Tony Wilson - Earthbound by To Hell With Burgundy.
It's danceable folk music really, and I've picked it because it's peculiar, pretty and a bit different to what you'd expect. Not everything Factory produced was quite so sweaty and indiscriminately in love with you as people recall (I lived in Manchester for seven years and went to Hacienda about four times, and two of those were to see Spacemen 3 and The pre-ecstatic Shamen supporting All About Eve, so I can speak for the people at the edge, man). Obviously, Wilson's biggest achievement is So It Goes the show that made the legend, but let's also mention Be What You Wanna Be by ACR, because all the tribute air play's going Mondays, New Order, Joy Division at the mo and it's a decent track. Mainly though, Wilson strikes me as like that largely shambolic quiz show he did with Frank Sidebottom on- good in parts but making it up on the spot. Self-belief and taking chances can take you an amazing way, people will invent your masterplan in retrospect from the best bits. Good on him for what he achieved and for having the chutzpah to make it happen..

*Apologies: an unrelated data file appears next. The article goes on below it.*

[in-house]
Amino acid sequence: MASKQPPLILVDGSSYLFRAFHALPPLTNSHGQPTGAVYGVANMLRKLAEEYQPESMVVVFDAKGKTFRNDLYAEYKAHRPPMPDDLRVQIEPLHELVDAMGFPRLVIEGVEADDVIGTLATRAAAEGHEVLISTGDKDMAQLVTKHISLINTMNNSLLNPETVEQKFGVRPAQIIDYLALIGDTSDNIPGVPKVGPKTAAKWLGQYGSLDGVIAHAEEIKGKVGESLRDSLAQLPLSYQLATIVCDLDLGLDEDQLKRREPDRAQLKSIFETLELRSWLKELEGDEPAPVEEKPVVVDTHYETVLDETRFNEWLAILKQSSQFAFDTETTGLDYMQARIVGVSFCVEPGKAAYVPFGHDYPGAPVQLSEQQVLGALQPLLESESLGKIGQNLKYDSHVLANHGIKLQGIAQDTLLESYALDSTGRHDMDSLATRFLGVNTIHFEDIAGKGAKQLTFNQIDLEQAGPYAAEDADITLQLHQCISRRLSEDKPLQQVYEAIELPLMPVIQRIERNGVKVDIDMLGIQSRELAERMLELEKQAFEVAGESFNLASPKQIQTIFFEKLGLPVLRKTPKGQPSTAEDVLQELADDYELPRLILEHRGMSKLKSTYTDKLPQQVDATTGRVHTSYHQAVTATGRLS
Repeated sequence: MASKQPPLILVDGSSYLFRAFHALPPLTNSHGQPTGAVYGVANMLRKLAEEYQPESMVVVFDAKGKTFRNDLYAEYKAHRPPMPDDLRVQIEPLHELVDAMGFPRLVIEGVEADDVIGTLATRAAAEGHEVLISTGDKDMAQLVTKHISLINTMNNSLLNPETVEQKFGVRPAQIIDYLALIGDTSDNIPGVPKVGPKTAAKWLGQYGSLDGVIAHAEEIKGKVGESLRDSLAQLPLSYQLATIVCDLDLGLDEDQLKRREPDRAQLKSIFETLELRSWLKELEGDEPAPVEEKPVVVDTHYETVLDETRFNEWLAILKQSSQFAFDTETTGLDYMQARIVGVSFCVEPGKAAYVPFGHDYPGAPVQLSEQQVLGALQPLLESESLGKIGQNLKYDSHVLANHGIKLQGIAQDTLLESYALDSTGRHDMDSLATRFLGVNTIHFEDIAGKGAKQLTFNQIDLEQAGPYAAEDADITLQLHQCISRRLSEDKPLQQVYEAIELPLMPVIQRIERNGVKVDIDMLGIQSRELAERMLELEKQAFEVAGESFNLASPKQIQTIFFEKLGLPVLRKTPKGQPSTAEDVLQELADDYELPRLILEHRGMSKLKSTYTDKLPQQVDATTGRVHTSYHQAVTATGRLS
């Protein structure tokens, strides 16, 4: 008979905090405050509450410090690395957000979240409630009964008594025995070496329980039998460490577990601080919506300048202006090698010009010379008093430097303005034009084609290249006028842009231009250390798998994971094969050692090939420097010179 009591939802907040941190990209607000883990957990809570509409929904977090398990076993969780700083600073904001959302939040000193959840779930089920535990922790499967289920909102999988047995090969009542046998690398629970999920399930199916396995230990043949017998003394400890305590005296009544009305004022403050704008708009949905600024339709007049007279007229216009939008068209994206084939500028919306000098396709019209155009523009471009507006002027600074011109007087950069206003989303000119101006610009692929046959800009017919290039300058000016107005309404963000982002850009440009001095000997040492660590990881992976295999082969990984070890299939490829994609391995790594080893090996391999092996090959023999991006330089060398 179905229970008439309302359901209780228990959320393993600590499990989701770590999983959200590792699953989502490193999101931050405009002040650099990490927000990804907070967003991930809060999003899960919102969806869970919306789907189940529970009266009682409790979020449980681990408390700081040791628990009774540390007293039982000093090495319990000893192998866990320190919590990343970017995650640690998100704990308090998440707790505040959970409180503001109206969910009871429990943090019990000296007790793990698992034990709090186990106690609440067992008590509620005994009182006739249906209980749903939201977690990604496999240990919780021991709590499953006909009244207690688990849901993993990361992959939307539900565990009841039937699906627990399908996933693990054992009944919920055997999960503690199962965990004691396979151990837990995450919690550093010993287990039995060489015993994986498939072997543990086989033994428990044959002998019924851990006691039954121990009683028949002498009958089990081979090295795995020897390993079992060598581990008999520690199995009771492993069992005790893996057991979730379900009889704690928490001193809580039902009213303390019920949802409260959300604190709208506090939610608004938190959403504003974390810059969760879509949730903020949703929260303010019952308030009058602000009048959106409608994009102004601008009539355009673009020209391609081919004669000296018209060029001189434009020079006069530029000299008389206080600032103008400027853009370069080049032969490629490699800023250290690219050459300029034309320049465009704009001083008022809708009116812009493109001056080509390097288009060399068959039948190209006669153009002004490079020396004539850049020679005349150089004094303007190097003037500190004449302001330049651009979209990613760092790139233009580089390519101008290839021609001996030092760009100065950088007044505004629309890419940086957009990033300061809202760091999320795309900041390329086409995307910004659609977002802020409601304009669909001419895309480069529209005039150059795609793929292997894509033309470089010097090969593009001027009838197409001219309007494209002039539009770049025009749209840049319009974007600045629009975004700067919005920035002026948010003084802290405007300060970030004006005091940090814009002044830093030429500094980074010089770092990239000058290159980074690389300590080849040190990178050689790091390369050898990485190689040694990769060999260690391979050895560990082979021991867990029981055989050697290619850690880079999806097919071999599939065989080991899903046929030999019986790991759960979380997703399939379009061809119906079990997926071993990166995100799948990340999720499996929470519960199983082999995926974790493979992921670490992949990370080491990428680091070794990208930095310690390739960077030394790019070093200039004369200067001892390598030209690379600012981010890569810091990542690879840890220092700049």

Phil Drabble - The One Man and his Dog signature tune. Evocative, rural, idyllic and in a jaunty late seventies synth styley? Nostalgoverload!

There- that was worth doing, wasn't it?

1 comment:

Ann O'Dyne said...

An UnExamined Life ?
Not any more mate.

anyone with a gmail.com email address knows from the sidebar that the bastards are reading and saving every word we exchange,
as well, they chirp "You can save your Gmail Chats!"

It will all come back to bite us in our collective posteriors, you wait and see ...

"finding a story that includes real emotion and a new SF idea"
... there's this guy who loses his Blackberry while searching for his pedometer, both of which contain the entire history of his life.
he's not just any guy either. he is responsible for the MI789 RedFile on
(I'm visualising Mathew McFadyen as he portrayed Tom Quinn the SPOOK here - well I do that a lot anyhow ..)

but I just swung through to commend your droll blog title and I discovered that when I clicked on How To be Topp in my books profile.
Nobody else seems to have Christopher Brookmyre titles.